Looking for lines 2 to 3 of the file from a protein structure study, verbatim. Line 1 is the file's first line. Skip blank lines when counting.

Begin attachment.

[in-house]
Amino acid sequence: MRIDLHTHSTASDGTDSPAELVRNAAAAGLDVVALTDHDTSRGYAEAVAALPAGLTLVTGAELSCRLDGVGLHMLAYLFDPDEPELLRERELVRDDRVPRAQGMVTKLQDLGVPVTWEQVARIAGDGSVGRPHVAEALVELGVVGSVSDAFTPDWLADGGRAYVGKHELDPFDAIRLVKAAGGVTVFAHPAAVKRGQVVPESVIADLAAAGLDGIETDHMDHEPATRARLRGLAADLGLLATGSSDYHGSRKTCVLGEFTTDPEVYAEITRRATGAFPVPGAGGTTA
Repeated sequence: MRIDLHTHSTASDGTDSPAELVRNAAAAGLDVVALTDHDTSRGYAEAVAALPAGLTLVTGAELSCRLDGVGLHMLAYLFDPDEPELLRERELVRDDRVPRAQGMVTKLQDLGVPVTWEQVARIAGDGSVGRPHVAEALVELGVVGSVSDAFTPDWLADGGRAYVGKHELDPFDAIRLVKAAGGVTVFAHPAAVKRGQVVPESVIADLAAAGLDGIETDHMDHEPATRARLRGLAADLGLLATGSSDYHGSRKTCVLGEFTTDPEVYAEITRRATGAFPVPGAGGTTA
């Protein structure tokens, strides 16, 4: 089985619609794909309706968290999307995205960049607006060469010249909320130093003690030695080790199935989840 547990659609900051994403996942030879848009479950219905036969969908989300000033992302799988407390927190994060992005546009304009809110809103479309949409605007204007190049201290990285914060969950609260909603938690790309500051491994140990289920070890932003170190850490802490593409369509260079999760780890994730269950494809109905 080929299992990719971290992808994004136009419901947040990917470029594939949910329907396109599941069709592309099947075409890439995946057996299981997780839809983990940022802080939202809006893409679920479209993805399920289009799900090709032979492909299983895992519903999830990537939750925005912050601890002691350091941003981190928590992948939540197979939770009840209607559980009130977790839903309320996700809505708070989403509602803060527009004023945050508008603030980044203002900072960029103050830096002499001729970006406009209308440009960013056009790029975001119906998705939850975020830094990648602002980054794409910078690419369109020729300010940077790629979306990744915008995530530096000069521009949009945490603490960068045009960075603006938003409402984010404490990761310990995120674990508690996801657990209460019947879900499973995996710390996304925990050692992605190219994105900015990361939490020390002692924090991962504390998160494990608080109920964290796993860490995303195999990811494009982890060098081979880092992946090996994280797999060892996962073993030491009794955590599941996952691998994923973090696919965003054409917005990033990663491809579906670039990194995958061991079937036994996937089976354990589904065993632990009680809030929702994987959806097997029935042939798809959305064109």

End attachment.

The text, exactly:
Amino acid sequence: MRIDLHTHSTASDGTDSPAELVRNAAAAGLDVVALTDHDTSRGYAEAVAALPAGLTLVTGAELSCRLDGVGLHMLAYLFDPDEPELLRERELVRDDRVPRAQGMVTKLQDLGVPVTWEQVARIAGDGSVGRPHVAEALVELGVVGSVSDAFTPDWLADGGRAYVGKHELDPFDAIRLVKAAGGVTVFAHPAAVKRGQVVPESVIADLAAAGLDGIETDHMDHEPATRARLRGLAADLGLLATGSSDYHGSRKTCVLGEFTTDPEVYAEITRRATGAFPVPGAGGTTA
Repeated sequence: MRIDLHTHSTASDGTDSPAELVRNAAAAGLDVVALTDHDTSRGYAEAVAALPAGLTLVTGAELSCRLDGVGLHMLAYLFDPDEPELLRERELVRDDRVPRAQGMVTKLQDLGVPVTWEQVARIAGDGSVGRPHVAEALVELGVVGSVSDAFTPDWLADGGRAYVGKHELDPFDAIRLVKAAGGVTVFAHPAAVKRGQVVPESVIADLAAAGLDGIETDHMDHEPATRARLRGLAADLGLLATGSSDYHGSRKTCVLGEFTTDPEVYAEITRRATGAFPVPGAGGTTA